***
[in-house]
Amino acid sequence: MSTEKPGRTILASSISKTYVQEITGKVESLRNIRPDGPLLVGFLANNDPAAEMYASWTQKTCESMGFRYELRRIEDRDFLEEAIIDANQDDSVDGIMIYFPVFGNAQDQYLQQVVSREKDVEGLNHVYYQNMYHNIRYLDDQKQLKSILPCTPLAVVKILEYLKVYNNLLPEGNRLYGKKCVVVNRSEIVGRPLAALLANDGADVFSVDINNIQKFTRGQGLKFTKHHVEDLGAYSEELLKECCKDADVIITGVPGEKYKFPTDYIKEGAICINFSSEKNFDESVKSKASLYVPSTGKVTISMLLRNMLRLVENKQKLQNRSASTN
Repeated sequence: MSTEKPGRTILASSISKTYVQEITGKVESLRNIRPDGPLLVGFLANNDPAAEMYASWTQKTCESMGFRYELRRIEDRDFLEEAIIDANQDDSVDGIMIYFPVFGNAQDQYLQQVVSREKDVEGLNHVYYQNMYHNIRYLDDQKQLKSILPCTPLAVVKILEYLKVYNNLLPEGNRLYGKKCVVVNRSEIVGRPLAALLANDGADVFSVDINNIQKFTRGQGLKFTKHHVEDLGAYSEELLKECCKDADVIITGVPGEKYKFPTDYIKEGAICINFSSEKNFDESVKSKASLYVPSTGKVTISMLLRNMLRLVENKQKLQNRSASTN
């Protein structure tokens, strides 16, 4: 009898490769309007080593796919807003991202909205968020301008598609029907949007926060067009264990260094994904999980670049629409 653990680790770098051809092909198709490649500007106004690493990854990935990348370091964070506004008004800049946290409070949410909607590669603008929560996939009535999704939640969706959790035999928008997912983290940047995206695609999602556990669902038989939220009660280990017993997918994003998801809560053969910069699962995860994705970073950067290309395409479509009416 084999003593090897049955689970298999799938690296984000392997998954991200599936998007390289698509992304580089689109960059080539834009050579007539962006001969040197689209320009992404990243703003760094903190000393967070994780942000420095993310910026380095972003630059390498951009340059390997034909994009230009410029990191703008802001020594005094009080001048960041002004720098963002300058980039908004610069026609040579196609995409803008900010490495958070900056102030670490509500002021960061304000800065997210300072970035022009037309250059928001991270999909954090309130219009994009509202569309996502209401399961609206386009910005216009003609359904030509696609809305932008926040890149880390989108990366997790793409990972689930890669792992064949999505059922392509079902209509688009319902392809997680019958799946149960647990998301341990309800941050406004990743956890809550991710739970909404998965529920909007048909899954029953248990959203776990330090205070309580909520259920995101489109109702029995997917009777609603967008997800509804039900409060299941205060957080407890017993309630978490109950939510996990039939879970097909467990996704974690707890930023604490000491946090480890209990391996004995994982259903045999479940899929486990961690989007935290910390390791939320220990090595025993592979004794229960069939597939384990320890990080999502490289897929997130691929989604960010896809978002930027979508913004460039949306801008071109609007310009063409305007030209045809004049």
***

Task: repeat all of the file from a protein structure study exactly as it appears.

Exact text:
[in-house]
Amino acid sequence: MSTEKPGRTILASSISKTYVQEITGKVESLRNIRPDGPLLVGFLANNDPAAEMYASWTQKTCESMGFRYELRRIEDRDFLEEAIIDANQDDSVDGIMIYFPVFGNAQDQYLQQVVSREKDVEGLNHVYYQNMYHNIRYLDDQKQLKSILPCTPLAVVKILEYLKVYNNLLPEGNRLYGKKCVVVNRSEIVGRPLAALLANDGADVFSVDINNIQKFTRGQGLKFTKHHVEDLGAYSEELLKECCKDADVIITGVPGEKYKFPTDYIKEGAICINFSSEKNFDESVKSKASLYVPSTGKVTISMLLRNMLRLVENKQKLQNRSASTN
Repeated sequence: MSTEKPGRTILASSISKTYVQEITGKVESLRNIRPDGPLLVGFLANNDPAAEMYASWTQKTCESMGFRYELRRIEDRDFLEEAIIDANQDDSVDGIMIYFPVFGNAQDQYLQQVVSREKDVEGLNHVYYQNMYHNIRYLDDQKQLKSILPCTPLAVVKILEYLKVYNNLLPEGNRLYGKKCVVVNRSEIVGRPLAALLANDGADVFSVDINNIQKFTRGQGLKFTKHHVEDLGAYSEELLKECCKDADVIITGVPGEKYKFPTDYIKEGAICINFSSEKNFDESVKSKASLYVPSTGKVTISMLLRNMLRLVENKQKLQNRSASTN
């Protein structure tokens, strides 16, 4: 009898490769309007080593796919807003991202909205968020301008598609029907949007926060067009264990260094994904999980670049629409 653990680790770098051809092909198709490649500007106004690493990854990935990348370091964070506004008004800049946290409070949410909607590669603008929560996939009535999704939640969706959790035999928008997912983290940047995206695609999602556990669902038989939220009660280990017993997918994003998801809560053969910069699962995860994705970073950067290309395409479509009416 084999003593090897049955689970298999799938690296984000392997998954991200599936998007390289698509992304580089689109960059080539834009050579007539962006001969040197689209320009992404990243703003760094903190000393967070994780942000420095993310910026380095972003630059390498951009340059390997034909994009230009410029990191703008802001020594005094009080001048960041002004720098963002300058980039908004610069026609040579196609995409803008900010490495958070900056102030670490509500002021960061304000800065997210300072970035022009037309250059928001991270999909954090309130219009994009509202569309996502209401399961609206386009910005216009003609359904030509696609809305932008926040890149880390989108990366997790793409990972689930890669792992064949999505059922392509079902209509688009319902392809997680019958799946149960647990998301341990309800941050406004990743956890809550991710739970909404998965529920909007048909899954029953248990959203776990330090205070309580909520259920995101489109109702029995997917009777609603967008997800509804039900409060299941205060957080407890017993309630978490109950939510996990039939879970097909467990996704974690707890930023604490000491946090480890209990391996004995994982259903045999479940899929486990961690989007935290910390390791939320220990090595025993592979004794229960069939597939384990320890990080999502490289897929997130691929989604960010896809978002930027979508913004460039949306801008071109609007310009063409305007030209045809004049």